WASHINGTON (Reuters) – Two U.S. senators said on Sunday they believe that legislation that allows for new sanctions against Russia would pass with enough votes to override any potential veto by U.S. President Donald Trump.
Republicans and Democrats reached agreement on legislation that allows new sanctions against Russia, Iran and North Korea in a bill that would limit any potential effort by Trump to try to lift sanctions against Moscow.
“I think (it) will pass probably overwhelmingly again in the Senate and with a veto-proof majority,” Senator John Thune, a member of the Republican leadership, said on “Fox News Sunday.”
Senator Ben Cardin, the top Democrat on the Senate Foreign Relations Committee, said the bill had bipartisan support and lawmakers would be able to override a veto by Trump.
“It has broad support in the Senate and in the House. If he vetoes the bill, we will override the veto,” Cardin said.
A White House aide said that Trump was open to tough action against Russia but did not say whether he would sign the legislation.
“We support where the legislation is now and will continue working with the House and Senate to put those tough sanctions in place on Russia until the situation in Ukraine is fully resolved and it certainly isn’t right now,” White House press secretary Sarah Sanders said on ABC’s “This Week with George Stephanopoulos” program.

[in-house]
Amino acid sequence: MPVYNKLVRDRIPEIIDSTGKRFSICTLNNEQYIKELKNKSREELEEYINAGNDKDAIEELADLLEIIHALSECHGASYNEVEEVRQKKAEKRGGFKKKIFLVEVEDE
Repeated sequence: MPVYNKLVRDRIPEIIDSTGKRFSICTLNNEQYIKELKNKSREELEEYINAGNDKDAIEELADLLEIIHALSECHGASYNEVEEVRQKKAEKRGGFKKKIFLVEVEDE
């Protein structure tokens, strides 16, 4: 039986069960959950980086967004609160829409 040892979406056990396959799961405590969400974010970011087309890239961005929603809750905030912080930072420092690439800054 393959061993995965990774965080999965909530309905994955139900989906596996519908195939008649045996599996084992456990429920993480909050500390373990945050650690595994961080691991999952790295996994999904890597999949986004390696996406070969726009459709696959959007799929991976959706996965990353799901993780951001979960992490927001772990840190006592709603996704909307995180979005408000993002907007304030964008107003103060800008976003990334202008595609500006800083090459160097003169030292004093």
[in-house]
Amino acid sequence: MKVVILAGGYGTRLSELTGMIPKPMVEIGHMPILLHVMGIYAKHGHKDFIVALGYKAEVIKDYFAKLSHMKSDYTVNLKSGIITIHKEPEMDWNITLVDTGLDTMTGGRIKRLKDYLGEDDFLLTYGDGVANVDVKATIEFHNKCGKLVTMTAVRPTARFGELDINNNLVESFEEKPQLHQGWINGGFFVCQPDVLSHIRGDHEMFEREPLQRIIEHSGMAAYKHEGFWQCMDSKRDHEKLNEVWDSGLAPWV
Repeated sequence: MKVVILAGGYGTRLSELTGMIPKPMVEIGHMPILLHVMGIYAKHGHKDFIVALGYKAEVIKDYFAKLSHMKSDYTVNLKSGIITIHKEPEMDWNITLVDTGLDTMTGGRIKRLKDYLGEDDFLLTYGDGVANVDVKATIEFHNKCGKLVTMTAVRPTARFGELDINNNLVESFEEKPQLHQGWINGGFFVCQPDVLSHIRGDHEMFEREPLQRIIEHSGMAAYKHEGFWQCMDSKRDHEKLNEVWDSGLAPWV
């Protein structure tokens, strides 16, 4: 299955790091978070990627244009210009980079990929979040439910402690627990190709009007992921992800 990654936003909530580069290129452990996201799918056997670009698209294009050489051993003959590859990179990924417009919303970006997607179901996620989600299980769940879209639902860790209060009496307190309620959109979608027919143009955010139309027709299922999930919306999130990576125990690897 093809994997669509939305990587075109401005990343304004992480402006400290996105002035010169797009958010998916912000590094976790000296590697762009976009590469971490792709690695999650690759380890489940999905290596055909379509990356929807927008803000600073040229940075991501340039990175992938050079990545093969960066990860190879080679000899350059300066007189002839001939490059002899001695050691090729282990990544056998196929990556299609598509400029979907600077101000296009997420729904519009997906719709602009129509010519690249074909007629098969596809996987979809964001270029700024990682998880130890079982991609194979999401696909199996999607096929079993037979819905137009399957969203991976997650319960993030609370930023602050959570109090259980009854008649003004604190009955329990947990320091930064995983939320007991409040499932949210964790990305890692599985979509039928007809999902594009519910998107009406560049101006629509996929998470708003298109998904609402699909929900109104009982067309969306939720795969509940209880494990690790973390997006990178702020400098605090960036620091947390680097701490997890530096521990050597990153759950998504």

In recent weeks, Trump administration officials have met with lawmakers to argue against parts of the Senate version of the bill, including the requirement that Trump obtain Congress’ permission before easing sanctions.
The Countering Iran’s Destabilizing Activities Act, which was passed by the Senate a month ago, was held up in the House of Representatives after Republicans proposed including North Korea sanctions in the bill.
The House is set to vote on Tuesday, according to House Majority Leader Kevin McCarthy’s office.
The legislation would require the president to submit to Congress a report on proposed actions that would “significantly alter” U.S. foreign policy toward Russia, including easing sanctions or returning diplomatic properties in Maryland and New York that former President Barack Obama ordered vacated in December.
Congress would have at least 30 days to hold hearings and then vote to uphold or reject Trump’s proposed changes.
Trump, who met Russian President Vladimir Putin at the Group of 20 summit in Hamburg earlier this month has faced resistance from both Republican and Democratic lawmakers for his pledge to pursue warmer relations with Moscow.
Reporting by Idrees Ali; Editing by Andrea Ricci